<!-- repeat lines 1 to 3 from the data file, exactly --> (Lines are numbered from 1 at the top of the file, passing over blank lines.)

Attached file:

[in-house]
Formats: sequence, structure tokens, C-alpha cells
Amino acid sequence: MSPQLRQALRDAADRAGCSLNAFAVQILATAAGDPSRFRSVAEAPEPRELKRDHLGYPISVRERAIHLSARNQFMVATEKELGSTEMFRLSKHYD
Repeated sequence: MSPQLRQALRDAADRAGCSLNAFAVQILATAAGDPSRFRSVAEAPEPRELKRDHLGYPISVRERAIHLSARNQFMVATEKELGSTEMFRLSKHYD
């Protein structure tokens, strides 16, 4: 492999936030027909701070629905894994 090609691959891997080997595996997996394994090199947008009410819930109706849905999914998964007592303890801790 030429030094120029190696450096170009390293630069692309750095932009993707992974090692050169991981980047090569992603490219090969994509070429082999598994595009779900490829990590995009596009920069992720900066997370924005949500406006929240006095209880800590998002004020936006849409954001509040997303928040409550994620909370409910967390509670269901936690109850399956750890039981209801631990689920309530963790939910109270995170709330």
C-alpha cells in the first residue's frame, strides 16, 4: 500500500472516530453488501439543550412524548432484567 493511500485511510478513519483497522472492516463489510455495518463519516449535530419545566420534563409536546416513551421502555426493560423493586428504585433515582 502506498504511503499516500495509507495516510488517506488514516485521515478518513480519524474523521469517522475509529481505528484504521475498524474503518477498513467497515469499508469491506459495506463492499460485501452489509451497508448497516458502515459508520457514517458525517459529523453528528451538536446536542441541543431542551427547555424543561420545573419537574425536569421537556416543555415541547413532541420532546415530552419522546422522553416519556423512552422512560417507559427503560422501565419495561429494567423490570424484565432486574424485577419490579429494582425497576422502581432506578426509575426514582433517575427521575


[in-house]
Formats: sequence, structure tokens, C-alpha cells
Amino acid sequence: MSPQLRQALRDAADRAGCSLNAFAVQILATAAGDPSRFRSVAEAPEPRELKRDHLGYPISVRERAIHLSARNQFMVATEKELGSTEMFRLSKHYD